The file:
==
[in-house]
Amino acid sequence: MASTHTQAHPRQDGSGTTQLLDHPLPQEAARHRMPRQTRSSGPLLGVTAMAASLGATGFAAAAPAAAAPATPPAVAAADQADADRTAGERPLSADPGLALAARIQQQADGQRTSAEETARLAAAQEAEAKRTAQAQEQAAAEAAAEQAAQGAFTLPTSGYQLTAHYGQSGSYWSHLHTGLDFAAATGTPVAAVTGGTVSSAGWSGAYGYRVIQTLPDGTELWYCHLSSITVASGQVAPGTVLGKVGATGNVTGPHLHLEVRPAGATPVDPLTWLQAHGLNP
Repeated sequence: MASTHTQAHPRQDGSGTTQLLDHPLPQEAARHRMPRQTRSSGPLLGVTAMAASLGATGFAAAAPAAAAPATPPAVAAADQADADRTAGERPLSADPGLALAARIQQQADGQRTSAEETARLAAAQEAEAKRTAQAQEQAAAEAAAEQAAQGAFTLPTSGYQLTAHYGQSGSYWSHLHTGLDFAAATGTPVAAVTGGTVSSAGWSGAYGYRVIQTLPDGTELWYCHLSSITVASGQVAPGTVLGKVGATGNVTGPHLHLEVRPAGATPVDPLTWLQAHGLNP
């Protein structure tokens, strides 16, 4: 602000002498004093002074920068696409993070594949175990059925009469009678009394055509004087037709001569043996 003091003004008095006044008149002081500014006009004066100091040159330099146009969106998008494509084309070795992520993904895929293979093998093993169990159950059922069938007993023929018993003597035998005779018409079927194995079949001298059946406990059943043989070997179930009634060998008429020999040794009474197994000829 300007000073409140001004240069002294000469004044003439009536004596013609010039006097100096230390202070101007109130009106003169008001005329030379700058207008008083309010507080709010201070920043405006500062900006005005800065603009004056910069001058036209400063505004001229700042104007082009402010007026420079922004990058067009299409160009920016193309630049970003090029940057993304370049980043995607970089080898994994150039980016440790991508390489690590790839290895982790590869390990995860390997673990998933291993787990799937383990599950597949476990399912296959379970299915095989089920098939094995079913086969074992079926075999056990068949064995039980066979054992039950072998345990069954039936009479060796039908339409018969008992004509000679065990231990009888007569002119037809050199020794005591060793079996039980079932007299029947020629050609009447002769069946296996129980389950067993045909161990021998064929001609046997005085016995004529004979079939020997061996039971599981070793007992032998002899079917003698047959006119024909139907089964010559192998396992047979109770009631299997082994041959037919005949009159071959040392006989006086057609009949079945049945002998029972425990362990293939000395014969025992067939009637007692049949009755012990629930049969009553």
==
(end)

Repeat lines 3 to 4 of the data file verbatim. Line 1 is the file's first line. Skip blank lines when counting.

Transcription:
Repeated sequence: MASTHTQAHPRQDGSGTTQLLDHPLPQEAARHRMPRQTRSSGPLLGVTAMAASLGATGFAAAAPAAAAPATPPAVAAADQADADRTAGERPLSADPGLALAARIQQQADGQRTSAEETARLAAAQEAEAKRTAQAQEQAAAEAAAEQAAQGAFTLPTSGYQLTAHYGQSGSYWSHLHTGLDFAAATGTPVAAVTGGTVSSAGWSGAYGYRVIQTLPDGTELWYCHLSSITVASGQVAPGTVLGKVGATGNVTGPHLHLEVRPAGATPVDPLTWLQAHGLNP
């Protein structure tokens, strides 16, 4: 602000002498004093002074920068696409993070594949175990059925009469009678009394055509004087037709001569043996 003091003004008095006044008149002081500014006009004066100091040159330099146009969106998008494509084309070795992520993904895929293979093998093993169990159950059922069938007993023929018993003597035998005779018409079927194995079949001298059946406990059943043989070997179930009634060998008429020999040794009474197994000829 300007000073409140001004240069002294000469004044003439009536004596013609010039006097100096230390202070101007109130009106003169008001005329030379700058207008008083309010507080709010201070920043405006500062900006005005800065603009004056910069001058036209400063505004001229700042104007082009402010007026420079922004990058067009299409160009920016193309630049970003090029940057993304370049980043995607970089080898994994150039980016440790991508390489690590790839290895982790590869390990995860390997673990998933291993787990799937383990599950597949476990399912296959379970299915095989089920098939094995079913086969074992079926075999056990068949064995039980066979054992039950072998345990069954039936009479060796039908339409018969008992004509000679065990231990009888007569002119037809050199020794005591060793079996039980079932007299029947020629050609009447002769069946296996129980389950067993045909161990021998064929001609046997005085016995004529004979079939020997061996039971599981070793007992032998002899079917003698047959006119024909139907089964010559192998396992047979109770009631299997082994041959037919005949009159071959040392006989006086057609009949079945049945002998029972425990362990293939000395014969025992067939009637007692049949009755012990629930049969009553």